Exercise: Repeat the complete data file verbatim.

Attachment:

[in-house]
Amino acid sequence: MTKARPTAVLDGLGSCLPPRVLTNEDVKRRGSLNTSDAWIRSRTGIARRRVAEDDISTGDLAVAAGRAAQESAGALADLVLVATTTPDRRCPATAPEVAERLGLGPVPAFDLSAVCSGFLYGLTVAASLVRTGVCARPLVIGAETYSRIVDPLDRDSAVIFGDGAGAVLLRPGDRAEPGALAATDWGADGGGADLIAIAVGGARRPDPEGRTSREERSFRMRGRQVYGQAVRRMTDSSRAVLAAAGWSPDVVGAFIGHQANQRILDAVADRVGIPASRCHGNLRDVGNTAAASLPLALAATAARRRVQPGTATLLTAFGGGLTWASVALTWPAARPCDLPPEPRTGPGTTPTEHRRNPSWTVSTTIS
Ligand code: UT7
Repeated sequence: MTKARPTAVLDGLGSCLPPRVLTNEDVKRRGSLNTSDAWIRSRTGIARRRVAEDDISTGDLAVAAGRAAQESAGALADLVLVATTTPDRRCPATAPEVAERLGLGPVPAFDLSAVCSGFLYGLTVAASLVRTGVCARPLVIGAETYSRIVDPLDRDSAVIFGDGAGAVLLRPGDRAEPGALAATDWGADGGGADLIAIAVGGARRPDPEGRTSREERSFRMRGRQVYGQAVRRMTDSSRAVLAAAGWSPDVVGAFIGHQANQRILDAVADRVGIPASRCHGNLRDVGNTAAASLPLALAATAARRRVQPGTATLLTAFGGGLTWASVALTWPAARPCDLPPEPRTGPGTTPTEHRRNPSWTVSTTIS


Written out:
[in-house]
Amino acid sequence: MTKARPTAVLDGLGSCLPPRVLTNEDVKRRGSLNTSDAWIRSRTGIARRRVAEDDISTGDLAVAAGRAAQESAGALADLVLVATTTPDRRCPATAPEVAERLGLGPVPAFDLSAVCSGFLYGLTVAASLVRTGVCARPLVIGAETYSRIVDPLDRDSAVIFGDGAGAVLLRPGDRAEPGALAATDWGADGGGADLIAIAVGGARRPDPEGRTSREERSFRMRGRQVYGQAVRRMTDSSRAVLAAAGWSPDVVGAFIGHQANQRILDAVADRVGIPASRCHGNLRDVGNTAAASLPLALAATAARRRVQPGTATLLTAFGGGLTWASVALTWPAARPCDLPPEPRTGPGTTPTEHRRNPSWTVSTTIS
Ligand code: UT7
Repeated sequence: MTKARPTAVLDGLGSCLPPRVLTNEDVKRRGSLNTSDAWIRSRTGIARRRVAEDDISTGDLAVAAGRAAQESAGALADLVLVATTTPDRRCPATAPEVAERLGLGPVPAFDLSAVCSGFLYGLTVAASLVRTGVCARPLVIGAETYSRIVDPLDRDSAVIFGDGAGAVLLRPGDRAEPGALAATDWGADGGGADLIAIAVGGARRPDPEGRTSREERSFRMRGRQVYGQAVRRMTDSSRAVLAAAGWSPDVVGAFIGHQANQRILDAVADRVGIPASRCHGNLRDVGNTAAASLPLALAATAARRRVQPGTATLLTAFGGGLTWASVALTWPAARPCDLPPEPRTGPGTTPTEHRRNPSWTVSTTIS